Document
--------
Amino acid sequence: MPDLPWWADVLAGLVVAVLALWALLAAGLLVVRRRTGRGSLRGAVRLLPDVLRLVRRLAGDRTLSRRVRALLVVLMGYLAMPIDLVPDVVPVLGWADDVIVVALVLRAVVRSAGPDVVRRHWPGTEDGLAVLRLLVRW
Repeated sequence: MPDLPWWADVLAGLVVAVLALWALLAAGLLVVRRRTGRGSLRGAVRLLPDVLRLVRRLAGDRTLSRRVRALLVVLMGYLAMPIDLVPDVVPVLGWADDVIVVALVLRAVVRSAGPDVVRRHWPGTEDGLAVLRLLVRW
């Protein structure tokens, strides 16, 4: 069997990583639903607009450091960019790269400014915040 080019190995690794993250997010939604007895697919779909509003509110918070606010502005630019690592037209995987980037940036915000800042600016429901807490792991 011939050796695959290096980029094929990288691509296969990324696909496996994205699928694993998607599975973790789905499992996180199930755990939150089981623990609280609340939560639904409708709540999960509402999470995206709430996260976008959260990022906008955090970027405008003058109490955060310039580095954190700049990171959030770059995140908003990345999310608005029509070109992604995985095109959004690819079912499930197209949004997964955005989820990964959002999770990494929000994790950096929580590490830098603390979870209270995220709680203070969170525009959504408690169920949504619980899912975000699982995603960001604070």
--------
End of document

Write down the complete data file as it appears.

Amino acid sequence: MPDLPWWADVLAGLVVAVLALWALLAAGLLVVRRRTGRGSLRGAVRLLPDVLRLVRRLAGDRTLSRRVRALLVVLMGYLAMPIDLVPDVVPVLGWADDVIVVALVLRAVVRSAGPDVVRRHWPGTEDGLAVLRLLVRW
Repeated sequence: MPDLPWWADVLAGLVVAVLALWALLAAGLLVVRRRTGRGSLRGAVRLLPDVLRLVRRLAGDRTLSRRVRALLVVLMGYLAMPIDLVPDVVPVLGWADDVIVVALVLRAVVRSAGPDVVRRHWPGTEDGLAVLRLLVRW
């Protein structure tokens, strides 16, 4: 069997990583639903607009450091960019790269400014915040 080019190995690794993250997010939604007895697919779909509003509110918070606010502005630019690592037209995987980037940036915000800042600016429901807490792991 011939050796695959290096980029094929990288691509296969990324696909496996994205699928694993998607599975973790789905499992996180199930755990939150089981623990609280609340939560639904409708709540999960509402999470995206709430996260976008959260990022906008955090970027405008003058109490955060310039580095954190700049990171959030770059995140908003990345999310608005029509070109992604995985095109959004690819079912499930197209949004997964955005989820990964959002999770990494929000994790950096929580590490830098603390979870209270995220709680203070969170525009959504408690169920949504619980899912975000699982995603960001604070």